Ipswich Tennis Champion Ashleigh Barty Wins 2020 QLD Young Australian of the Year Award

Photo Credit: Ash Barty/Instagram

Following an impressive year on and off the court, tennis star Ashleigh Barty was named the winner of the 2020 Queensland Young Australian of the Year Award. The 23-year-old athlete from Ipswich recently impressed tennis fans after winning her first Grand Slam singles title at this year’s French Open. 

Ms Barty climbed the ranks to become the current number one singles tennis player in the Women’s Tennis Association (WTA). She is the second Australian to hold such an honor after Evonne Goolagong Cawley.

A former cricket player before shifting to tennis, Ms Barty previously won six singles titles at the WTA and won one Grand Slam doubles title with co-player Coco Vandeweghe at the U.S. Open in 2018.



The tennis superstar is loved by fans, not just for her skills on the court. She is also an inspiration and a positive role model to many because of her down-to-earth attitude. 

Ms Barty is also a National Indigenous Tennis Ambassador for Tennis Australia as a First Nations woman.

Photo Credit: Ash Barty/Instagram

“From humble beginnings as a young tennis player from Ipswich to the top of the tennis world, her professionalism on and off the court, her dogged determination, her talent and skills are second to none,” Premier Annastacia Palaszczuk said of Barty’s win as Queensland Young Australian of the Year.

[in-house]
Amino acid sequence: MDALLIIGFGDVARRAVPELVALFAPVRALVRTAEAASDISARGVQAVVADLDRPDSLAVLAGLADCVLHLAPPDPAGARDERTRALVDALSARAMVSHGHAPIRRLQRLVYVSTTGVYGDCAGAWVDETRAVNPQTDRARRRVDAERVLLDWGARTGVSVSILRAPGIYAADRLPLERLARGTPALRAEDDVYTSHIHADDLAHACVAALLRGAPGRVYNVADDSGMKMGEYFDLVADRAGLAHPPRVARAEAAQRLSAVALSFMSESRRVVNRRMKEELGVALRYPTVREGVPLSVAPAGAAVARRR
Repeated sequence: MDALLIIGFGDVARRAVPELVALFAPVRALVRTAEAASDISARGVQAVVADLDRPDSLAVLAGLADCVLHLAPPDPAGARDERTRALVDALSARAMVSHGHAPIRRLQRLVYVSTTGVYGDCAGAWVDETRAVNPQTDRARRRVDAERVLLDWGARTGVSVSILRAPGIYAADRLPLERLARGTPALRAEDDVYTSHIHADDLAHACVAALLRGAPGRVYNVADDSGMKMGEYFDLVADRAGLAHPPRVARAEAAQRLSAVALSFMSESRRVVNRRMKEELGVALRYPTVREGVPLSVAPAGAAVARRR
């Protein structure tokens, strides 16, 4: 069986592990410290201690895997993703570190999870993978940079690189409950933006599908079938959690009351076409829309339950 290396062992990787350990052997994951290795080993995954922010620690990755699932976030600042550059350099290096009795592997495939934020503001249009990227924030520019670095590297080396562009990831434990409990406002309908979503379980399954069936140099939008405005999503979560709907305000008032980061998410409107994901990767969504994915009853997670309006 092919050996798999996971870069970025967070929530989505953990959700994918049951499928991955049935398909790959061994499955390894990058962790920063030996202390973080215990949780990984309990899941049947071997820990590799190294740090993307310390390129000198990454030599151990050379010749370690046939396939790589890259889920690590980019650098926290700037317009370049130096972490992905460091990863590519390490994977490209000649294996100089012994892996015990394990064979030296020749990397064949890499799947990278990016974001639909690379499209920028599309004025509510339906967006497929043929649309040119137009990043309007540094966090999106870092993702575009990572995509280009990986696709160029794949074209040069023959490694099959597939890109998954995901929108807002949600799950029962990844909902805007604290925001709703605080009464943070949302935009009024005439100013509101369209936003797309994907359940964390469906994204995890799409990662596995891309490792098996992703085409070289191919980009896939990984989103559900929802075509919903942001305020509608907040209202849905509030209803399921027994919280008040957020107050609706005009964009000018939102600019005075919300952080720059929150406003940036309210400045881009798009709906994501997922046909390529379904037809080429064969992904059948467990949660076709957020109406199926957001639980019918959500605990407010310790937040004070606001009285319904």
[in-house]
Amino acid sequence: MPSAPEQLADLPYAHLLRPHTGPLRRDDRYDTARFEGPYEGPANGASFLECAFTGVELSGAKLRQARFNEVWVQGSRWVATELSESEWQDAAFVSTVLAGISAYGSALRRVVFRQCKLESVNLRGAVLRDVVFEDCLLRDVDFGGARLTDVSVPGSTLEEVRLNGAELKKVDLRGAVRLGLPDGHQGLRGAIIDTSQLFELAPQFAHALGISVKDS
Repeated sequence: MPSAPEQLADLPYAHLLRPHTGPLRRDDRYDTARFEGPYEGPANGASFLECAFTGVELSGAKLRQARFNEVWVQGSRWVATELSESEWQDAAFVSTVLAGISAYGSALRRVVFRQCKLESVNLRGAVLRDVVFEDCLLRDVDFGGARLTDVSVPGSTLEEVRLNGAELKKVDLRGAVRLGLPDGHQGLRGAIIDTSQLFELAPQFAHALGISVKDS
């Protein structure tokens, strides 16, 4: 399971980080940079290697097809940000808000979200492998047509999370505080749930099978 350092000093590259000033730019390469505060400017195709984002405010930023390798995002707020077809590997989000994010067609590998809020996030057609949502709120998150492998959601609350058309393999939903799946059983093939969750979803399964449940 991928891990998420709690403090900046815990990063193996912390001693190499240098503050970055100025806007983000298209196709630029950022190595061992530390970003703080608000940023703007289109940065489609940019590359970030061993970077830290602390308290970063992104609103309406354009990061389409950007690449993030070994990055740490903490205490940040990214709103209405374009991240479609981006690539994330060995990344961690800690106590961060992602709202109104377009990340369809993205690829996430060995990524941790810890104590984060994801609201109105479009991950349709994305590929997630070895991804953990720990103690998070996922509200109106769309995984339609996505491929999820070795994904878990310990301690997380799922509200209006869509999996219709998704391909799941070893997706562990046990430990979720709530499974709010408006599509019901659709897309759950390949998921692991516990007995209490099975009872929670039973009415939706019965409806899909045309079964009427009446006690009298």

“Ash is an inspirational young Queenslander and a fantastic role model for other young Queenslanders, and is highly deserving of this special commendation.”



Ms Barty wasn’t able to personally receive the award during the ceremony in Brisbane. Her father, Robert Barty, got on stage on her behalf.

Photo Credit: Australian of the Year/Facebook

“If someone would have said to me at the start of the year that your daughter’s going to be number one in the world, then I would have said, ‘Wake up to yourself she’s not that good’. But she’s just done some incredible stuff,” Mr Barty said. 

“I had to go to Cairns with her recently to help some young indigenous kids get into the sport, and she said to me up there when we jumped on the plane to come home, ‘Dad I could do this every day, this is what really matters. This is great stuff, this is so much better than playing tennis’,” he added.